U.S. Launches Push to Gain Release of Soldier Bowe Bergdahl - kcentv.com - KCEN HD - Waco, Temple, and Killeen

U.S. Launches Push to Gain Release of Soldier Bowe Bergdahl

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(CNN) -- The United States has launched a new effort to negotiate the release of the sole American soldier in captivity, driven by concerns about his health and the looming departure of most troops from Afghanistan, a U.S. official said Tuesday.

Army Sgt. Bowe Bergdahl has been held by insurgents in Pakistan since 2009. The U.S. official said extremely sensitive discussions are under way with intermediaries overseas to see if there is any ability to gain his release.

The official declined to be identified due to the nature of the discussions, which are being led by U.S. diplomats, although the Defense Department is also involved. Pentagon spokesman Rear Adm. John Kirby declined comment, but Bergdahl's family welcomed the news in a statement on Tuesday.

"We applaud the unity of purpose and resolve at the White House and the other U.S. government agencies involved," the Bergdahls said. "We thank all involved for this renewed effort and we hope everyone takes this opportunity seriously. We are cautiously optimistic these discussions will lead to the safe return of our son after more than four and a half years in captivity."

The discussions were first reported by The Daily Beast last week.

Bergdahl, of Wood River Valley, Idaho, appeared in diminished health in a video that the U.S. military obtained in January. His family received a letter from him last year via the Red Cross.

The United States believes one route to getting Bergdahl back may be through Qatari officials, who have been talking to the Taliban. But Bergdahl is believed to be held by operatives from the Haqqani network, an insurgent force affilliated with the Taliban and al Qaeda -- and it was not clear whether Haqqani operatives would abide by any agreement among the United States, Qatar and the Taliban.

At the White House, spokesman Jay Carney said there are no "active negotiations" with the Taliban, "but there should be no doubt that we work every day using our military, our intelligence and our diplomatic tools to see Sergeant Bergdahl returned home safely."

"Clearly, if negotiations do resume at some point, then we will want to talk with the Taliban about the safe return of Sergeant Bergdahl," Carney said.

American officials are adamant they have never given up on trying to get Bergdahl back and resist calling the current effort "renewed" discussions. But driving the current effort, according to the U.S. official, is Bergdahl's poor health and concern a full troop withdrawal from Afghanistan at year's end would essentially close the door an any rescue attempt.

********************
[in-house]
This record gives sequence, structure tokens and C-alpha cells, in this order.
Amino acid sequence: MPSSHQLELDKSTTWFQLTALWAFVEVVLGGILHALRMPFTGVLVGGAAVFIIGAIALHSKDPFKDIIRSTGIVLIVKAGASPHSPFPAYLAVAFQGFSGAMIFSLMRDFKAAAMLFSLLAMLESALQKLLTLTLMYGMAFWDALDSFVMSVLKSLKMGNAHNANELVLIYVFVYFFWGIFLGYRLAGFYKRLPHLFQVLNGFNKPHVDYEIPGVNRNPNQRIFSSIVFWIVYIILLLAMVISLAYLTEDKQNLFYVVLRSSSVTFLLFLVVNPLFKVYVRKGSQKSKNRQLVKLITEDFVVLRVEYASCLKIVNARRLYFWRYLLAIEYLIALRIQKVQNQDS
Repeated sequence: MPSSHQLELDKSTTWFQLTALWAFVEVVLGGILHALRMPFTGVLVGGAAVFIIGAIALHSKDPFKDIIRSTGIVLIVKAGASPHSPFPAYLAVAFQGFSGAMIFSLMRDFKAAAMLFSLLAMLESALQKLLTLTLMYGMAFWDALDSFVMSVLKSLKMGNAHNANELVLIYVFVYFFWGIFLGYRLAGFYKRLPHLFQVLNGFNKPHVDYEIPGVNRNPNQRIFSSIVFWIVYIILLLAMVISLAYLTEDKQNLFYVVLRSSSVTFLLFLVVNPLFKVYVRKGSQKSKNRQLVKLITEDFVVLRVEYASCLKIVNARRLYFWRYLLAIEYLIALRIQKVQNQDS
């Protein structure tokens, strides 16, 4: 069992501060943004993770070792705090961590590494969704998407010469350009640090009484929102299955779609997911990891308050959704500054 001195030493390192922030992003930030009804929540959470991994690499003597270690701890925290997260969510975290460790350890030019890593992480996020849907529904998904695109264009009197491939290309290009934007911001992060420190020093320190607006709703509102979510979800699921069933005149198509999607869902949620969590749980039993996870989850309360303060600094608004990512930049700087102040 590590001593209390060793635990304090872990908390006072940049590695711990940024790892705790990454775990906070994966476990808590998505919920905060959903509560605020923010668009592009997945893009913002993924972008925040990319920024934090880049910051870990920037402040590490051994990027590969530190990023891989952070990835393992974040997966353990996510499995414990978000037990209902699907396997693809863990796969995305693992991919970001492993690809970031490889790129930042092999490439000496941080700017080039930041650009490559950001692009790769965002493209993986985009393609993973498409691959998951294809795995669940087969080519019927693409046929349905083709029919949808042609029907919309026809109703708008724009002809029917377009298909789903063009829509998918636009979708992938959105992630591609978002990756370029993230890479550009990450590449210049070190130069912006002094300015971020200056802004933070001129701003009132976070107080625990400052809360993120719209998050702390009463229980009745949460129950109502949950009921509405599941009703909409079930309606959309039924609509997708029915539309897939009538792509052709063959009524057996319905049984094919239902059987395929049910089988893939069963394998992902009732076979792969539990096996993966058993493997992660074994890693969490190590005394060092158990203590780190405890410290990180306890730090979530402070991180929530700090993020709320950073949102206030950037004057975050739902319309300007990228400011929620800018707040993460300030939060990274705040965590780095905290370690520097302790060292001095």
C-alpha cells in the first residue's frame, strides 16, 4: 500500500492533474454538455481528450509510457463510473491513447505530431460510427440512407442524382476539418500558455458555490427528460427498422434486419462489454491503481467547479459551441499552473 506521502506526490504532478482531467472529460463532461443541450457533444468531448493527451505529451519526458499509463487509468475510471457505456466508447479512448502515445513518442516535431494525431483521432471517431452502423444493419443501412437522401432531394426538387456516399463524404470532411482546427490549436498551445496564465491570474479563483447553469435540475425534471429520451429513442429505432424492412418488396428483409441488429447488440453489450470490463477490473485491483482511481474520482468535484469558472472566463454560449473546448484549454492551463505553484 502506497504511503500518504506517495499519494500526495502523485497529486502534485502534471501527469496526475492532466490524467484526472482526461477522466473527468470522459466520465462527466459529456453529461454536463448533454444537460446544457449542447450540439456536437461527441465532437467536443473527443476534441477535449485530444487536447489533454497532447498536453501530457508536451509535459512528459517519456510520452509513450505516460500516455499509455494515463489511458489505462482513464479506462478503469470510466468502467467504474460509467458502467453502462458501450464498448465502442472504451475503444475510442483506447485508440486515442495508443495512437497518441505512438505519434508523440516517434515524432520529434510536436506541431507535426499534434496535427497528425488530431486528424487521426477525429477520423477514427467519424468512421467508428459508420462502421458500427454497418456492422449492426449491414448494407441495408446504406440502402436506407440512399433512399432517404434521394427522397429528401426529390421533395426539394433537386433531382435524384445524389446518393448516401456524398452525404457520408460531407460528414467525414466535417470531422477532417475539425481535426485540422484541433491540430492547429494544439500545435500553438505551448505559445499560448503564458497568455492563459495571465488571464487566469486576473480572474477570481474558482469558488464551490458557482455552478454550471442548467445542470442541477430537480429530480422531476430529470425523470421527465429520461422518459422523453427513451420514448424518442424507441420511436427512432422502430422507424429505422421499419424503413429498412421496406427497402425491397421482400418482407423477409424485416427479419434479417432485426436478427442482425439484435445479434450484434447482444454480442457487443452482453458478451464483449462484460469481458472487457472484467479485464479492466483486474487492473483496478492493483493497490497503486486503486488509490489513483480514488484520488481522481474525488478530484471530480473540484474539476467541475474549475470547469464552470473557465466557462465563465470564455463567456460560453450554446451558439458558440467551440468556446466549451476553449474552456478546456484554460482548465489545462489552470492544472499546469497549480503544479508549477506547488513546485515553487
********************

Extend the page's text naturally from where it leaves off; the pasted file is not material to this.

The United States has long declared that it won't negotiate with terrorists, as it considers the Taliban. However, "We have a history of being able to dance pretty effectively along the edges of the declaration," said retired Maj. Gen. James "Spider" Marks, a CNN military analyst.

"We have had communications with all forms of bad guys, to include the Taliban, in the past," Marks said. This time, the planned American pullout means "the clock is ticking" on efforts to bring Bergdahl home, he said.

Another possible obstacle to securing his release is what may be asked for in return. The Taliban has long demanded the release of five detainees at the U.S. military prison at Guantanamo Bay, Cuba -- but another U.S. official said releasing them would be difficult because Congress would have to be notified in advance, and lawmakers have previously resisted releasing them.

In May 2012, the U.S. government acknowledged that it had been engaged in talks with the Taliban to free Bergdahl, but those talks moved in fits and starts because of U.S. concerns that any Taliban prisoners swapped for the sergeant might be repatriated and allowed to rejoin the fight.

Van Hipp, who served as a deputy assistant Army secretary under former President George H.W. Bush, said that trading Guantanamo inmates for Bergdahl would put at risk "every American soldier deployed all over the world."

"We are sending the message to terrorist organizations all over the world that it's OK to capture an American soldier -- that America will deal with you," said Hipp, now a defense consultant in Washington.

"I think we need to give the green light to the special ops and let them do their jobs quietly and methodically, as they have done so well in the past," he added.

But Marks said the possibility of a prisoner swap shouldn't alarm lawmakers.

"The United States has been holding these folks in Guantanamo for quite some time. They have gone through very, very specifically what the charges are, what their activities are," Marks said. "And if the United States figures and if our legal system figures that the release of these individuals will guarantee the release of a soldier ... it's an opportunity and an option we should avail ourselves of."

Israel has repeatedly conducted prisoner exchanges with its foes in the Hamas and Hezbollah movements. In 2011, it traded more than 1,000 Palestinians held in its jails for a single Israeli soldier, Gilad Shalit, who had been held captive by Hamas for five years.

The exchanges have been met with some opposition by the Israeli public, but a poll found Israelis overwhelmingly favored the swap that freed Shalit. Prime Minister Benjamin Netanyahu acknowledged the Palestinians prisoners he traded "will not be paying the full price that they deserve to" but told the families of their victims, "The state of Israel does not abandon its soldiers and its citizens."

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